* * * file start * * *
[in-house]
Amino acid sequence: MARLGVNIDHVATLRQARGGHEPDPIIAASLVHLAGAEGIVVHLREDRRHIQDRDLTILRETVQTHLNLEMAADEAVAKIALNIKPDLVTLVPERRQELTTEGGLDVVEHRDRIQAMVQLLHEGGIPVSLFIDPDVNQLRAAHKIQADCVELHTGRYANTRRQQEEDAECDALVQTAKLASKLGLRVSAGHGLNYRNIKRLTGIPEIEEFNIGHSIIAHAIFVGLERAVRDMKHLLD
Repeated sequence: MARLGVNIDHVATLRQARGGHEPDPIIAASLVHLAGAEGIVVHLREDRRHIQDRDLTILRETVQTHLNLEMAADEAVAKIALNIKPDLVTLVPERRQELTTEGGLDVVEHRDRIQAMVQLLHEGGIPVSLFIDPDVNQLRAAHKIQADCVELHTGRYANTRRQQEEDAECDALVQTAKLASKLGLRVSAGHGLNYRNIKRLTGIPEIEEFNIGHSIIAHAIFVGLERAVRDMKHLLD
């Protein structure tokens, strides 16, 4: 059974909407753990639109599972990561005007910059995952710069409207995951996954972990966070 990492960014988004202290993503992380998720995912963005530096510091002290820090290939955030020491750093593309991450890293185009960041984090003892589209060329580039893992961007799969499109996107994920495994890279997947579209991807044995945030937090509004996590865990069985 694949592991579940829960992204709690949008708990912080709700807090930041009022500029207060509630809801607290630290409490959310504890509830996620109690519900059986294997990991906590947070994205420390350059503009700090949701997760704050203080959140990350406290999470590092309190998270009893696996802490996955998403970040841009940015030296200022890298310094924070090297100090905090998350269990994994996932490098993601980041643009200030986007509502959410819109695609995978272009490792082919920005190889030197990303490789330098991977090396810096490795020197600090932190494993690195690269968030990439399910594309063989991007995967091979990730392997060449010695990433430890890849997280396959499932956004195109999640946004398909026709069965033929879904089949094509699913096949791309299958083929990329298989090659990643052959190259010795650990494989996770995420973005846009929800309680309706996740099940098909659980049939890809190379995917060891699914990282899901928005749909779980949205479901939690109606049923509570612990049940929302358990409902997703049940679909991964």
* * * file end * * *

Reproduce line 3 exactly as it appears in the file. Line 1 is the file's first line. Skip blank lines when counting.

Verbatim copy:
Repeated sequence: MARLGVNIDHVATLRQARGGHEPDPIIAASLVHLAGAEGIVVHLREDRRHIQDRDLTILRETVQTHLNLEMAADEAVAKIALNIKPDLVTLVPERRQELTTEGGLDVVEHRDRIQAMVQLLHEGGIPVSLFIDPDVNQLRAAHKIQADCVELHTGRYANTRRQQEEDAECDALVQTAKLASKLGLRVSAGHGLNYRNIKRLTGIPEIEEFNIGHSIIAHAIFVGLERAVRDMKHLLD